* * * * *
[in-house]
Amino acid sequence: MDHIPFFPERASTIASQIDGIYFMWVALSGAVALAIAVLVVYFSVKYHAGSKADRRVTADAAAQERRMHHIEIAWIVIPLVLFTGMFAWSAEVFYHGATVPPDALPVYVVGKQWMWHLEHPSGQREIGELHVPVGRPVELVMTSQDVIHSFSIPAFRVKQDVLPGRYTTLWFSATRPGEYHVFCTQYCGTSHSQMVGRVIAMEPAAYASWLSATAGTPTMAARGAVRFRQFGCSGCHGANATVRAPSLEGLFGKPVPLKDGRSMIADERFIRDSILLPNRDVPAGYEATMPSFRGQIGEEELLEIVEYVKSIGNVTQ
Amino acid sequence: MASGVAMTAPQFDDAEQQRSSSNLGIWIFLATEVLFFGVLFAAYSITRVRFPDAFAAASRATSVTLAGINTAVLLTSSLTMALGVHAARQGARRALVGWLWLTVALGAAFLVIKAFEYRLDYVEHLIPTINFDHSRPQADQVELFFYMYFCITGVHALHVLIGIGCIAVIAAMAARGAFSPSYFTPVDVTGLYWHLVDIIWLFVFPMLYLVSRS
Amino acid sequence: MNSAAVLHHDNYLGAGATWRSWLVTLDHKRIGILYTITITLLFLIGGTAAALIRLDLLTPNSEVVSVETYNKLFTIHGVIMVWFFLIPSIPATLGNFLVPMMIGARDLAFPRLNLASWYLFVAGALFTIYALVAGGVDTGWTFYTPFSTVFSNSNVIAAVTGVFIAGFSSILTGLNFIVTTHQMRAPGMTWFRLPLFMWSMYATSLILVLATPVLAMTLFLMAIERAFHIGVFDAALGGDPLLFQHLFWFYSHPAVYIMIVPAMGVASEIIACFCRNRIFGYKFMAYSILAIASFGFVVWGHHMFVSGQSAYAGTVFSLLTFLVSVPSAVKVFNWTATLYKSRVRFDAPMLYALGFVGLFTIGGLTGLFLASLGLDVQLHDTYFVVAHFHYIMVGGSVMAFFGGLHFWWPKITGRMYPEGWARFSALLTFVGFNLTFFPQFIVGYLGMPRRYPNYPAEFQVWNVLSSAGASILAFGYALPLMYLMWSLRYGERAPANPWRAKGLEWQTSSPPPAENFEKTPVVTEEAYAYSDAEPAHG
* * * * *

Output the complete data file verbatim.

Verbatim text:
[in-house]
Amino acid sequence: MDHIPFFPERASTIASQIDGIYFMWVALSGAVALAIAVLVVYFSVKYHAGSKADRRVTADAAAQERRMHHIEIAWIVIPLVLFTGMFAWSAEVFYHGATVPPDALPVYVVGKQWMWHLEHPSGQREIGELHVPVGRPVELVMTSQDVIHSFSIPAFRVKQDVLPGRYTTLWFSATRPGEYHVFCTQYCGTSHSQMVGRVIAMEPAAYASWLSATAGTPTMAARGAVRFRQFGCSGCHGANATVRAPSLEGLFGKPVPLKDGRSMIADERFIRDSILLPNRDVPAGYEATMPSFRGQIGEEELLEIVEYVKSIGNVTQ
Amino acid sequence: MASGVAMTAPQFDDAEQQRSSSNLGIWIFLATEVLFFGVLFAAYSITRVRFPDAFAAASRATSVTLAGINTAVLLTSSLTMALGVHAARQGARRALVGWLWLTVALGAAFLVIKAFEYRLDYVEHLIPTINFDHSRPQADQVELFFYMYFCITGVHALHVLIGIGCIAVIAAMAARGAFSPSYFTPVDVTGLYWHLVDIIWLFVFPMLYLVSRS
Amino acid sequence: MNSAAVLHHDNYLGAGATWRSWLVTLDHKRIGILYTITITLLFLIGGTAAALIRLDLLTPNSEVVSVETYNKLFTIHGVIMVWFFLIPSIPATLGNFLVPMMIGARDLAFPRLNLASWYLFVAGALFTIYALVAGGVDTGWTFYTPFSTVFSNSNVIAAVTGVFIAGFSSILTGLNFIVTTHQMRAPGMTWFRLPLFMWSMYATSLILVLATPVLAMTLFLMAIERAFHIGVFDAALGGDPLLFQHLFWFYSHPAVYIMIVPAMGVASEIIACFCRNRIFGYKFMAYSILAIASFGFVVWGHHMFVSGQSAYAGTVFSLLTFLVSVPSAVKVFNWTATLYKSRVRFDAPMLYALGFVGLFTIGGLTGLFLASLGLDVQLHDTYFVVAHFHYIMVGGSVMAFFGGLHFWWPKITGRMYPEGWARFSALLTFVGFNLTFFPQFIVGYLGMPRRYPNYPAEFQVWNVLSSAGASILAFGYALPLMYLMWSLRYGERAPANPWRAKGLEWQTSSPPPAENFEKTPVVTEEAYAYSDAEPAHG